I got selected for Google Summer of Code 2018 under webpack. From knowing little about webpack before the organisations were announced, to being selected as one of the students, it has been a great ride. I can’t stress my gratitude towards the webpack community for being so helpful and welcoming to new contributors.
So, let’s take off. 🚀
Path to webpack
webpack has always been the backbone of everything I do in frontend development. I always feared to dive deeper in webpack or understand how it works internally. I got extremely thrilled and intrigued the day organisations list came out and I discovered webpack on the list. This was the first time webpack applied and got selected for GSoC. I made webpack my target goal and didn’t even bother to look for rest of the organisations.
After discovering webpack on the list, I instantly started gazing around all webpack projects, ideas, community discussions, conference talks. Soon, I discovered webpack 4 plans which wasn’t released at that time. I started contributing to webpack CLI. The CLI was introduced a year ago with a goal to improve webpack user experience by providing flexibility. Apart from compiling builds and setting up webpack for an existing/new project, it comes handy for migrating webpack configuration for version upgrades and also to add, update or remove properties from existing configurations.
After some merged PRs and contributing for a week, Even Stensberg took it to Twitter to appreciate me. This exponentially amplified and boosted me and I kept on contributing more. I also approached some of the new contributors like Jevan Chan, buoyantair. We helped each other for contributing and debugging the code.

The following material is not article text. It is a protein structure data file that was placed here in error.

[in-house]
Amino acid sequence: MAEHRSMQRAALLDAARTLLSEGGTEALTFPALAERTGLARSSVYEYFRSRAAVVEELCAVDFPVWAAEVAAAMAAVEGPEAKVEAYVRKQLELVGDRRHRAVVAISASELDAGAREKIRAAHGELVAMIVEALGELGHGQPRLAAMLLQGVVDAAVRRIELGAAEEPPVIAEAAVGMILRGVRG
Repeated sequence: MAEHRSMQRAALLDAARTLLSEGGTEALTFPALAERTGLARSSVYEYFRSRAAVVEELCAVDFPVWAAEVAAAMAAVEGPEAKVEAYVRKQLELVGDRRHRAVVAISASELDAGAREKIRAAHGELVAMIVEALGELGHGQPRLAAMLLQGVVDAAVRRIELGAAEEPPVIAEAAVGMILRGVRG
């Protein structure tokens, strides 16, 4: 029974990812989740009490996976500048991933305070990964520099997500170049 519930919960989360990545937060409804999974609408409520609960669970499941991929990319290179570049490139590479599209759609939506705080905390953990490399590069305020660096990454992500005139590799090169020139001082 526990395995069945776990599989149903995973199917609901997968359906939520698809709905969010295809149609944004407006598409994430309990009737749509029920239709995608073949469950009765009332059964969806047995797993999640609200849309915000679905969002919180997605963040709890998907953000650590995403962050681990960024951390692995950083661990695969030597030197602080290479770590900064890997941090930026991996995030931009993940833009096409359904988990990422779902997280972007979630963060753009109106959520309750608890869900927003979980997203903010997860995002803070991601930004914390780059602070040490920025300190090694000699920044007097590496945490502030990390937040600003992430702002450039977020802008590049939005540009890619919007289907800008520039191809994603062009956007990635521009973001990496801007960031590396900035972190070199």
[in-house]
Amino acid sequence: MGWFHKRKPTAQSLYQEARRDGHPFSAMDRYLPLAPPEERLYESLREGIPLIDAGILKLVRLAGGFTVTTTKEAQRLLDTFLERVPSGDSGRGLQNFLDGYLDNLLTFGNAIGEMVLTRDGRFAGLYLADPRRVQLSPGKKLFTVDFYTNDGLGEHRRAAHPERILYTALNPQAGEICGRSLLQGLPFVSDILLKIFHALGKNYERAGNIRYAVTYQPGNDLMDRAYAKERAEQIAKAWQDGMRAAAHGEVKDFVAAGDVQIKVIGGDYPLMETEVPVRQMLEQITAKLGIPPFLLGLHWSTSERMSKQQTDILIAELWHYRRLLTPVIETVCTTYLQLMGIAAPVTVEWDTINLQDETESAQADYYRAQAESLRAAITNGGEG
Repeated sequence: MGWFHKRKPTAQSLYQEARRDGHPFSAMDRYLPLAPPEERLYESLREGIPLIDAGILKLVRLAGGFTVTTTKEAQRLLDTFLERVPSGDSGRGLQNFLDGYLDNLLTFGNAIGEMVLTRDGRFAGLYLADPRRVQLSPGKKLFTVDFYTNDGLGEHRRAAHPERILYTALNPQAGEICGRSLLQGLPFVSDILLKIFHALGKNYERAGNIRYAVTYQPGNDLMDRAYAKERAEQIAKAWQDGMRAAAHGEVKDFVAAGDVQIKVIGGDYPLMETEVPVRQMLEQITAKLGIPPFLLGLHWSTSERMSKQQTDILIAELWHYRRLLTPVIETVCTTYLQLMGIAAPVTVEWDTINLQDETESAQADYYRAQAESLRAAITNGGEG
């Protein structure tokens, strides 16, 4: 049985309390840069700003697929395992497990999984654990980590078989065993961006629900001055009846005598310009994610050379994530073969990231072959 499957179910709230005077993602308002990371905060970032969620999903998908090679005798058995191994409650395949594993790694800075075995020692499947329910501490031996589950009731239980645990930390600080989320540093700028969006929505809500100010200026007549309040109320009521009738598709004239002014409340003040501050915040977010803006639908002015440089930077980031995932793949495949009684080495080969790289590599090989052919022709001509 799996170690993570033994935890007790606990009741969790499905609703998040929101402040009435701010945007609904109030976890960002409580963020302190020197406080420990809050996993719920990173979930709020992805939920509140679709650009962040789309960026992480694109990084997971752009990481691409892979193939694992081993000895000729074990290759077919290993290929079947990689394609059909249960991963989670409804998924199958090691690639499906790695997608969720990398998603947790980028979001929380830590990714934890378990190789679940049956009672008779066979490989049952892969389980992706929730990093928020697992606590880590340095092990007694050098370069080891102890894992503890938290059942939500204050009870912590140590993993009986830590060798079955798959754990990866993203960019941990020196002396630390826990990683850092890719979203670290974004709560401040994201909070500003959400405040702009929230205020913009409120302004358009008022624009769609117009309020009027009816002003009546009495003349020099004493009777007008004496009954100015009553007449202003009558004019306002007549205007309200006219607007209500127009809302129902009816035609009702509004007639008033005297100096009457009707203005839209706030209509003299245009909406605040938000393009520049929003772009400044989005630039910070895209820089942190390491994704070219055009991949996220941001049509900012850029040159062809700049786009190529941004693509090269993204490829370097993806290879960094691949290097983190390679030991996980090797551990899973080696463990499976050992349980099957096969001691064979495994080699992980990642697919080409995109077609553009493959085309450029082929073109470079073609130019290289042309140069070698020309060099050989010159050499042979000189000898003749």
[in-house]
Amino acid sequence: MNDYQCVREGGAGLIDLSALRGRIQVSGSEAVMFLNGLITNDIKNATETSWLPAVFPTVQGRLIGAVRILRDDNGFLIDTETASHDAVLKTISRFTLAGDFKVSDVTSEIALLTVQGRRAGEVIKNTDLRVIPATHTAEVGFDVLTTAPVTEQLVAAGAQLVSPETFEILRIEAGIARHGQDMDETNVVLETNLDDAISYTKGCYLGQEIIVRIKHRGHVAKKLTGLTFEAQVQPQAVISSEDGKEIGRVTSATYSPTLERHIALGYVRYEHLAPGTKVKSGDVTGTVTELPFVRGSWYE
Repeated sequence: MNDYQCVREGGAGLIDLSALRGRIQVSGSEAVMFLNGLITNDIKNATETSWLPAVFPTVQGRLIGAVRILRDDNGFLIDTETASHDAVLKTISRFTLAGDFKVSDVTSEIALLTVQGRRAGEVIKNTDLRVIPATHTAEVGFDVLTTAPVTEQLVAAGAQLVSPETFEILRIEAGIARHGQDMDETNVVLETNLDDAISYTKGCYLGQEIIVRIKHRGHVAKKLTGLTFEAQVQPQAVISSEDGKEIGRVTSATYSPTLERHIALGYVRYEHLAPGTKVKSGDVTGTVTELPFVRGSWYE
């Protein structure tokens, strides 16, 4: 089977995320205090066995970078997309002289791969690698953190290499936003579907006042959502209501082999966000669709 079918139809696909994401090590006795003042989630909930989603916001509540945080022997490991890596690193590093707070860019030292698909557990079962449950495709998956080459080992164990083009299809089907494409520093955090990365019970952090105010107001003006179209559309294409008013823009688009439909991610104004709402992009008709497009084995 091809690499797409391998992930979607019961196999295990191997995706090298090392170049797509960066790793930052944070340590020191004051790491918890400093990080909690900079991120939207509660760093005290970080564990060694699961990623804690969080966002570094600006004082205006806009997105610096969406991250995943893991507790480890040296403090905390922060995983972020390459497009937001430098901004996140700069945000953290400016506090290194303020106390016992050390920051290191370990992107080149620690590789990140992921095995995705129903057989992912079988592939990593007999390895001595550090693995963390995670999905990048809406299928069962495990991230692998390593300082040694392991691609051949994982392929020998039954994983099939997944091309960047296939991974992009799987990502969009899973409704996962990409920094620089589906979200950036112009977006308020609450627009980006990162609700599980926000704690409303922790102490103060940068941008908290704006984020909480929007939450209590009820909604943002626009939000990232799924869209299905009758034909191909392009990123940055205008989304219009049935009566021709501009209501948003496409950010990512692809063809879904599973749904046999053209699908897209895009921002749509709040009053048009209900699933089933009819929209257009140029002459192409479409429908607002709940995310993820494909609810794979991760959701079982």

Work To Do
During this summer, I’m going to work on webpack CLI. The plan is to cover most crucial things on the road-map like refactoring efforts to AST transformations; adding static typing and TypeScript support; rewriting scaffolding generators to make them more maintainable and testable; adding scaffolding and transformations for new commands like add, update, remove, and many other general improvements in visuals.
I’m going to kick-off this summer with the most crucial thing i.e. AST transformations which is the backbone of managing and making changes in the configuration file. Abstract Syntax Trees or ASTs are a hierarchical tree-like representation of code. It helps us understand and read relationships between different elements of code. An AST transformation is an action of modifying this tree (i.e. changing an existing AST to a new AST). The new approach is going to simplify many AST checks, uses recursion and does lots of optimisations to existing flow. The initial work has been already pulled off in a PR. The plan is to work with this new approach for other transformations and commands like add. This will make the transformation a lot easier to maintain and reduce bulky, unnecessary code.
Last but not least
This is the beginning of a new open-source story which is going to be quite commendable. It is going to be an intense summer in terms of work and the summer itself (45°C / 113°F).🔥
I’ll talk again about the other parts of the plan in the follow-up articles. Looking forward to y’all for this amazing expedition. Cheers!